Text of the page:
Piriformis syndrome (part 1)
Piriformis syndrome is a peripheral neuritis of the sciatic nerve caused by an abnormal condition of the piriformis muscle. It frequently goes unrecognized or is misdiagnosed in clinical settings. Piriformis syndrome can “masquerade” as other common somatic dysfunctions, such as intervertebral discitis, lumbar radiculopathy, primary sacral dysfunction, sacroiliitis, sciatica, and trochanteric bursitis.
More than 16% of all adult work disability evaluations and examinations are performed to rate the patient’s partial or total disability associated with chronic low back pain. It is estimated that at least 6% of patients who are diagnosed as having low back pain actually have piriformis syndrome.
Delay in diagnosing piriformis syndrome may lead to pathologic conditions of the sciatic nerve, chronic somatic dysfunction, and compensatory changes resulting in pain, paresthesia, hyperesthesia, and muscle weakness.The challenge for physicians is to recognize symptoms and signs that are unique to piriformis syndrome, enabling appropriate treatment in a timely manner.
The proper understanding of piriformis syndrome requires knowledge of variations in the relationships between the sciatic nerve and the piriformis muscle . In as much as 96% of the population, the sciatic nerve exits the greater sciatic foramen deep along the inferior surface of the piriformis muscle.In as much as 22% of the population, the sciatic nerve pierces the piriformis muscle, splits the piriformis muscle, or both, predisposing these individuals to piriformis syndrome. The sciatic nerve may pass completely through the muscle belly, or the nerve may split—with one branch (usually the fibular portion) piercing the muscle and the other branch (usually the tibial portion) running inferiorly or superiorly along the muscle. Rarely, the sciatic nerve exits the greater sciatic foramen along the superior surface of the piriformis muscle.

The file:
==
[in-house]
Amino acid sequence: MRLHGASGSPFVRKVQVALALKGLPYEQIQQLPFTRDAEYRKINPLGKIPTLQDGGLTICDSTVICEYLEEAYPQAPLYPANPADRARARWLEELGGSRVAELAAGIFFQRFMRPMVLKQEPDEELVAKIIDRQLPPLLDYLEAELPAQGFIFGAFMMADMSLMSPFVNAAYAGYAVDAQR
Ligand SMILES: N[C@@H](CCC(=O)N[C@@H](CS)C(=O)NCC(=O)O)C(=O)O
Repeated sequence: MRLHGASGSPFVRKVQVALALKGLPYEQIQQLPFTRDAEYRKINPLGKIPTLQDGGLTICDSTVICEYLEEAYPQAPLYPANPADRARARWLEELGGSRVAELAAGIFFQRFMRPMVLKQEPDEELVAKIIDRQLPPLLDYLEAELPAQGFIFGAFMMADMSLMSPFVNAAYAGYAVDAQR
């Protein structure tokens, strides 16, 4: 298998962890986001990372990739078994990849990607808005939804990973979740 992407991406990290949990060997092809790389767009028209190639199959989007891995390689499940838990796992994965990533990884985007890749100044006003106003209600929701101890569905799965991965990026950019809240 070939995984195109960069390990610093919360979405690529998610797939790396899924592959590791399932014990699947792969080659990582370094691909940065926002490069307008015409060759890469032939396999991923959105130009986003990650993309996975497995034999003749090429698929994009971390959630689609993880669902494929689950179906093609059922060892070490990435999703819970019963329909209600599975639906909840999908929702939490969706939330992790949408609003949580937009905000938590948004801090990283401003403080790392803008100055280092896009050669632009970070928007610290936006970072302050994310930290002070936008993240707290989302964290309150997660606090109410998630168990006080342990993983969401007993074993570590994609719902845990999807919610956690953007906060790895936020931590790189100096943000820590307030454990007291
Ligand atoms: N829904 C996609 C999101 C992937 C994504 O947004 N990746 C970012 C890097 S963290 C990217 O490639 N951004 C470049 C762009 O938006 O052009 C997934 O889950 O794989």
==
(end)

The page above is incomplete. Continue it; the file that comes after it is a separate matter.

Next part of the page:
Some symptoms of piriformis syndrome occur as a result of local inflammation and congestion caused by the muscular compression of small nerves and vessels—including the pudendal nerve and blood vessels, which exit at the medial inferior border of the piriformis muscle.
he most common presenting symptom of patients with piriformis syndrome is increasing pain after sitting for longer than 15 to 20 minutes. Many patients complain of pain over the piriformis muscle (ie, in the buttocks), especially over the muscle’s attachments at the sacrum and medial greater trochanter. Symptoms, which may be of sudden or gradual onset, are usually associated with spasm of the piriformis muscle or compression of the sciatic nerve. Patients may complain of difficulty walking and of pain with internal rotation of the ipsilateral leg, such as occurs during cross-legged sitting or ambulation
Spasm of the piriformis muscle and sacral dysfunction (eg, torsion) cause stress on the sacrotuberous ligament. This stress may lead to compression of the pudendal nerves or increased mechanical stress on the innominate bones, potentially causing groin and pelvic pain. Compression of the fibular branch of the sciatic nerve often causes pain or paresthesia in the posterior thigh.
Through compensatory or facilitative mechanisms, piriformis syndrome may contribute to cervical, thoracic, and lumbosacral pain, as well as to gastrointestinal disorders and headache